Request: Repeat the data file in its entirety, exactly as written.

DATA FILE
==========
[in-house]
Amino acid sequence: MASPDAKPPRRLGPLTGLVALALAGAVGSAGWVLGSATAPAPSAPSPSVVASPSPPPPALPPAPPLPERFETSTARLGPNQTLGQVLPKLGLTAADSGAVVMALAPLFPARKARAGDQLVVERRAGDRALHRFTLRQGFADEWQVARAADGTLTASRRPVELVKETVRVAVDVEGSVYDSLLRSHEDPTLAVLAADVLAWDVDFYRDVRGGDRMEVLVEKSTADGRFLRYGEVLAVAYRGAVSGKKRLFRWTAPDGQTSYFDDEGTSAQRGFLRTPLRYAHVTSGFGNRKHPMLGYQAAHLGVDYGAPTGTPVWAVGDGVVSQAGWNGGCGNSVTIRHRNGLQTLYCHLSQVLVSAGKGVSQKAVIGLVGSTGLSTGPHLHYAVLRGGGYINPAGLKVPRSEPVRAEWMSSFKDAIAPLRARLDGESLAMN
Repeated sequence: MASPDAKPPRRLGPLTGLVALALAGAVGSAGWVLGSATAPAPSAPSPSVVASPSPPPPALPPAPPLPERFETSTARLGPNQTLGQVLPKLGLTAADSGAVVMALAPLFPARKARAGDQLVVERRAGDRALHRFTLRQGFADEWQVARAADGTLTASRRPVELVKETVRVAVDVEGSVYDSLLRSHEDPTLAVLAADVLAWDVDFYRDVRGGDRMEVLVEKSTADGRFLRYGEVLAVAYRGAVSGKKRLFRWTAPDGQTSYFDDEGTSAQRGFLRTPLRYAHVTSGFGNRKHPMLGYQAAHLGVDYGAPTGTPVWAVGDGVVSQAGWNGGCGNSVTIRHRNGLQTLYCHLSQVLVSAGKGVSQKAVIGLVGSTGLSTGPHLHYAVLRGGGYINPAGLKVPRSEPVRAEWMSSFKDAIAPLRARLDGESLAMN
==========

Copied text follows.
[in-house]
Amino acid sequence: MASPDAKPPRRLGPLTGLVALALAGAVGSAGWVLGSATAPAPSAPSPSVVASPSPPPPALPPAPPLPERFETSTARLGPNQTLGQVLPKLGLTAADSGAVVMALAPLFPARKARAGDQLVVERRAGDRALHRFTLRQGFADEWQVARAADGTLTASRRPVELVKETVRVAVDVEGSVYDSLLRSHEDPTLAVLAADVLAWDVDFYRDVRGGDRMEVLVEKSTADGRFLRYGEVLAVAYRGAVSGKKRLFRWTAPDGQTSYFDDEGTSAQRGFLRTPLRYAHVTSGFGNRKHPMLGYQAAHLGVDYGAPTGTPVWAVGDGVVSQAGWNGGCGNSVTIRHRNGLQTLYCHLSQVLVSAGKGVSQKAVIGLVGSTGLSTGPHLHYAVLRGGGYINPAGLKVPRSEPVRAEWMSSFKDAIAPLRARLDGESLAMN
Repeated sequence: MASPDAKPPRRLGPLTGLVALALAGAVGSAGWVLGSATAPAPSAPSPSVVASPSPPPPALPPAPPLPERFETSTARLGPNQTLGQVLPKLGLTAADSGAVVMALAPLFPARKARAGDQLVVERRAGDRALHRFTLRQGFADEWQVARAADGTLTASRRPVELVKETVRVAVDVEGSVYDSLLRSHEDPTLAVLAADVLAWDVDFYRDVRGGDRMEVLVEKSTADGRFLRYGEVLAVAYRGAVSGKKRLFRWTAPDGQTSYFDDEGTSAQRGFLRTPLRYAHVTSGFGNRKHPMLGYQAAHLGVDYGAPTGTPVWAVGDGVVSQAGWNGGCGNSVTIRHRNGLQTLYCHLSQVLVSAGKGVSQKAVIGLVGSTGLSTGPHLHYAVLRGGGYINPAGLKVPRSEPVRAEWMSSFKDAIAPLRARLDGESLAMN